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College sports in chaos

Posted: September 22, 2011 10:44 a.m.
Updated: September 23, 2011 5:00 a.m.

Call me a hypocrite, and you’ll be pretty darned accurate if you’re talking about big-time college athletics.

For years I’ve paid my booster dues, bought tickets, attended games, cheered lustily -- done all those things that make college sports so popular today.

But I’m getting disenchanted, and if you want to gander at what a big-time mess college sports is becoming, you need look no further than my alma mater, the University of North Carolina.

I’m no bleeding-heart do-gooder who’s always bemoaning how an athletic program demeans the academic purpose of great universities. After all, one of the best college coaches of all time said a viable sports program acts as the front porch of a university, drawing alumni back to campus and keeping them connected to their alma maters.

That’s a good thing.

But gosh, things seem to be getting out of control.

At UNC, which hadn’t experienced a sports problem since basketball coach Frank McGuire did a few shady things more than a half-century before, a football scandal erupted shortly before last season and is yet to play out.

NCAA officials charged that all sorts of things had gone on. A tutor had given players extra help; some players had plagiarized papers; players had received illegal trips and gifts from pro football agents who were trying to lure them into their fold; and one assistant coach had acted as a go-between for one of those agents.

It looked like a program run amok, and for several of the players, that’s pretty much what it was. UNC officials, after firing coach Butch Davis, are now admitting there were parts of the program that seemed like a fetid dung pile -- those are my words, not theirs -- and are trying to mitigate penalties by offering some of their own, including “vacating” all their victories.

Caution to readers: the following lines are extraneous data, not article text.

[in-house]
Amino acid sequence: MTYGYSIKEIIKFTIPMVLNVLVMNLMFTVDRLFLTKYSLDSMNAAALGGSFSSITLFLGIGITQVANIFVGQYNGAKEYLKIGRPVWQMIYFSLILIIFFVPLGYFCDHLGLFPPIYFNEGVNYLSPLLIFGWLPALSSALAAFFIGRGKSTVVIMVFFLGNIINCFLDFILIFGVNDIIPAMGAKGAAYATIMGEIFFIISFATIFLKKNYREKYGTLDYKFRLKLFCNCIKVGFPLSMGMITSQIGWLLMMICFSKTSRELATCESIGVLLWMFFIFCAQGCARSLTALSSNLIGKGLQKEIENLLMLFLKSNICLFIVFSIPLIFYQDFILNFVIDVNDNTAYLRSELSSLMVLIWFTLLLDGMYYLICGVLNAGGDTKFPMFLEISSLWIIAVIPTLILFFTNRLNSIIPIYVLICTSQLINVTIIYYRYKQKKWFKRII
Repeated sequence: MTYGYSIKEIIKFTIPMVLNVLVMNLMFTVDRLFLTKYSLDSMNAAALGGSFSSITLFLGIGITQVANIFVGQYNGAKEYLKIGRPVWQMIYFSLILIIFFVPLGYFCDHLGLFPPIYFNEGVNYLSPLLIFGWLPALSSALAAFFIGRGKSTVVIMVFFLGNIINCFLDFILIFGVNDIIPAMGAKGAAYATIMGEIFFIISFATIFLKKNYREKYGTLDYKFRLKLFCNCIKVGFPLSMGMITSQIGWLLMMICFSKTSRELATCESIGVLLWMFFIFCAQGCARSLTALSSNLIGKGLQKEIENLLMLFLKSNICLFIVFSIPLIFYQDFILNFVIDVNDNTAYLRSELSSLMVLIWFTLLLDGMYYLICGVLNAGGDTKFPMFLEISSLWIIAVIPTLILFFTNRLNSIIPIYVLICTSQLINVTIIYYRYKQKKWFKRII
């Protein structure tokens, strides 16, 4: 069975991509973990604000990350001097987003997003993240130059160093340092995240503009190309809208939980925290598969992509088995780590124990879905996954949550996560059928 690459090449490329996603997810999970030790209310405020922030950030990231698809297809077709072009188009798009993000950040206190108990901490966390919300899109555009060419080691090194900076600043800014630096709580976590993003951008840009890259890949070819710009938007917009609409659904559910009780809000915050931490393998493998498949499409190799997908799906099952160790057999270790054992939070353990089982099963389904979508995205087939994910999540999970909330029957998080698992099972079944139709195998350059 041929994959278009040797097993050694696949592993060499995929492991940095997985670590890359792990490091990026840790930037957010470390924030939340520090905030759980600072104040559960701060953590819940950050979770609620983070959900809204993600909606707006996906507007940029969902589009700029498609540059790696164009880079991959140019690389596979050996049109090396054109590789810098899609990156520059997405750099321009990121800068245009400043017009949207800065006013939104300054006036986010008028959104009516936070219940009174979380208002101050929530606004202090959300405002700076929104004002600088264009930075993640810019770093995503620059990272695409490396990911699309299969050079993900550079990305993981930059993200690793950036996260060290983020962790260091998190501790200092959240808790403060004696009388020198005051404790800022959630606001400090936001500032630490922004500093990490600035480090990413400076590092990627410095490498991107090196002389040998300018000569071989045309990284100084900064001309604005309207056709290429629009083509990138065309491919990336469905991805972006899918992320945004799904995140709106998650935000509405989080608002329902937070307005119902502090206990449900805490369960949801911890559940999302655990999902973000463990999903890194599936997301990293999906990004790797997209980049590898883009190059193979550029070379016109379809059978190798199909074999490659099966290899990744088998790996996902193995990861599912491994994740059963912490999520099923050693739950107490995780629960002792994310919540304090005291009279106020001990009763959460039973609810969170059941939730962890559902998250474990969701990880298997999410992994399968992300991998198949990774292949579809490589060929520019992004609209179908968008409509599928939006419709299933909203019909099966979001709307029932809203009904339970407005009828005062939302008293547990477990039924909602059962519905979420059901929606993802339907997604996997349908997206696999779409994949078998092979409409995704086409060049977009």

“Vacating” means saying you lost because you violated the rules.

It’s all pretty nauseating but isn’t surprising given the direction in which college sports is headed. Even the most ardent fan must admit that reason has largely vanished.

Of course, money has always been important in college sports, but never so much as today.

Television rules the roost, so game times aren’t set until a few days before kickoff, which is a major inconvenience for fans. The expansion of stadiums has become bizarre, including the building of elaborate “players’ lounges” which serve as tools to entice high-school players, 18-year-old demi-gods who are treated as princes.

Coaches’ salaries are measured in the millions.

And recruiting? My gosh, an entire industry has grown up around the practice of rating players and predicting where they’re going to attend school. Some fans seem more interested in recruiting news than in how their team is actually performing.

We’ve now entered the era of the “super conference,” with many schools abandoning the affiliations they’ve had for years to join bigger leagues where budgets are higher, seats at the table are costlier, boosters are wealthier.

The Atlantic Coast Conference, which once had a rational geographical footprint that ensured real rivalries, now stretches from Miami to Boston, with Pittsburgh and Syracuse recently having jumped aboard.

Let me see: Atlantic Coast, Pittsburgh, Syracuse. Something doesn’t make sense there.

Along the way, universities have shown they’re not afraid to demonstrate an almost vicious lack of loyalty to their fans. Those who have sat through season after season of mediocrity, always ponying up for their tickets to watch, as one of my friends said, “some pretty god-awful football,”  now find their schools demanding seat license fees or new parking monies or a host of other ways to bleed a few more dollars from them.

One friend jokes that we fans must take our “adult pills” every Saturday morning so we won’t get too upset when our guys -- most of whom are in an academic program especially set up to keep them in school -- get beat by their guys.

A college football Saturday can be a thrilling experience. Stadiums buzz with excitement as “student athletes”  -- we won’t even get into that -- take the field to defend the honor of their universities. And maybe make it to the NFL.

OK, OK, I’ll stop ranting. Football’s a fun thing. I’ve relished it for years. But when I look around now and see what’s happening, when I ponder where it’s all headed, I can’t keep one clear thought from popping into my head:

Something ain’t exactly right with all this.


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